Golden Milo and the elusive gold

Not again. I recall, last year, looking at the face of Ricardo Ballesteros, Jr. We were standing on the oval of the Marikina Sports Complex. It was a Sunday. It was supposed to be an evening of celebration.

Ricky’s face explained it all: a dry smile that transformed into an unhappy frown. We – the Visayas contingent – had won the last three overall championships of the Milo Little Olympics National Finals from 2009 to 2011. The trophy was ours. But, as we stood there in Metro Manila, we had to relinquish it to the hosts. Manila won. Cebu and the Visayas lost. By a mere 11 points! This was last year.

Two nights ago, history did a rewind. This time, by an even more painful margin: six points. NCR garnered 615 total points; Visayas, 609. Ouch.

“Are you sure?” I asked Brando Velasquez, when I heard the miniscule difference. “Did you compute it properly? What if there was an error in addition?” Ha-ha. Wishful thinking. Of course they had tallied the scores correctly.

On home soil, inside the Cebu Coliseum last Sunday, on venues that we’ve practiced on for years, we were beaten. Again. By the National Capital Region. (I hope that next year – after reducing the gap from 11 to 6 points, a five-point margin – we don’t lose by one point!)

Despite the pain, despite the nearness of victory for our nation’s middle region, despite the beautiful ending that should have transpired given Visayas’ twin earthquake-and-typhoon calamities – it wasn’t meant to be.

Despite the loss, Ricky, this time, smiled. I guess he’d gotten accustomed to accepting both failure and triumph with positivity. Plus, he had wowed the crowd.
Last Friday during the Opening Act of the Milo Games, Ricky and Co. welcomed the thousands who arrived from all part of the archipelago to a greeting that only Cebu can offer. Fireworks. Glittery costumes. Acrobatic dance moves. A heart-stopping torch lighting. That was the Opening.

During the Closing, it was just as grand. Inside the Cebu Coliseum, as warm as the arena was, the performances were even hotter. They were terrific.

Nobody – and I mean this with zero bias and this will not be contested by any other sports official – nobody can put up a show like the Cebuanos. We may have lost the games but we won the crowd.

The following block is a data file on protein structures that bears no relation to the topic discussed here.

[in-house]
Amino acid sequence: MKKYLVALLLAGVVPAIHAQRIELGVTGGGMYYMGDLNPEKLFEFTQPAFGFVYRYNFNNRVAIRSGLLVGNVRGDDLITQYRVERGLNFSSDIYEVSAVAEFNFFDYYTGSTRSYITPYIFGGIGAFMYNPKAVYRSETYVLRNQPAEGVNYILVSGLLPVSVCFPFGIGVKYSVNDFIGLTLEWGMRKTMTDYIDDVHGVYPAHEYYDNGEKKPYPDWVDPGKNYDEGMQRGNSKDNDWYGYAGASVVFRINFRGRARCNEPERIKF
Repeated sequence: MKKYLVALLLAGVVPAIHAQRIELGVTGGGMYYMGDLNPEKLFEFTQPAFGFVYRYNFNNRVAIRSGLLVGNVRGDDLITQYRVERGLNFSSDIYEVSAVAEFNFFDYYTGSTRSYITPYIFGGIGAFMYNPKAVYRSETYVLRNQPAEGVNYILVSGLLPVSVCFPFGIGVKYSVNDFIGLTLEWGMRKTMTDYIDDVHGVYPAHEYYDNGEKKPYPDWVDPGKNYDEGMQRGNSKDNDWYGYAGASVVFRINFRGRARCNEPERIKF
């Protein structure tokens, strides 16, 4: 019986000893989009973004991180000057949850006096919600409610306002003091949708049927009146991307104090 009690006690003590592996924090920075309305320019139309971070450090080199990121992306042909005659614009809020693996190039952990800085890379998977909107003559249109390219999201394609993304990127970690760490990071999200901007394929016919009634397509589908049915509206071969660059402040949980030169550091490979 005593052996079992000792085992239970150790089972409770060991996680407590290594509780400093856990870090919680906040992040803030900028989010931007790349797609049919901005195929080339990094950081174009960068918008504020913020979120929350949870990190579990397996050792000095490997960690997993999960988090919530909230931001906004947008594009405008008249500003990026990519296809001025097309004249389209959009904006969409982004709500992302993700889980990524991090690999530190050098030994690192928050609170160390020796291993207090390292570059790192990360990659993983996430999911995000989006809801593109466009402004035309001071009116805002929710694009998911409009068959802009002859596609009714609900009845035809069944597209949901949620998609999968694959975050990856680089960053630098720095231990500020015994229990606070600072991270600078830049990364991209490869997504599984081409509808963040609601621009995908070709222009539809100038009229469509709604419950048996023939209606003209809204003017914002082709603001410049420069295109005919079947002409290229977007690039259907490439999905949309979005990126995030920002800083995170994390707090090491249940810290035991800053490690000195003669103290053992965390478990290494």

It started with the song “Gold” by Spandau Ballet. One of my all-time favorite bands (from the 80s), dancers covered in gold, including masks in gold, did a rousing opening intro. They brought out two numbers, “5” and “0.” Why these digits? Formed together, they spell out “50.” This number is golden, right? We celebrate 50 with gold. Next year happens to be the 50th anniversary of Milo in the Philippines.

Go for gold. Nestle’s top executive, Andrew Neri, gave an inspiring speech, talking of how these games have touched little kids and inspired them to excel through sports.

The Most Outstanding Athletes – a couple of dozen of them – were called and honored on-stage. (On a personal note, my daughter Jana won, for the 2nd straight year in tennis, the Most Outstanding Athlete trophy after she and her Bright Academy tennis squad blanked NCR, Luzon and Mindanao.)

Apple Abarquez was next called to perform. The song “Go The Distance” (by Michael Bolton) was perfect. Read the lyrics. It was made even more perfect by Apple’s amazing rendition of the tune. Right behind Apple on-stage were the three giant LED screens that showed HD-quality photos of the past weekend: boys sprinting, girls spiking the volleyball.

Towards the finale, three groups of dancers (New Friends, Don Juan and Disco Jammers) strutted and did break-dances and hurled themselves on air as they pumped extra excitement to the crowd.

In the end, the song “Celebrate” by Kool & the Gang was celebrated by boys and girls, coaches and parents, Milo executives and Cebu organizers, Mayor Mike Rama and Milo’s top official Robbie De Vera.

We lost but, by hosting possibly the best-ever Milo Little Olympics in history, we were victorious.

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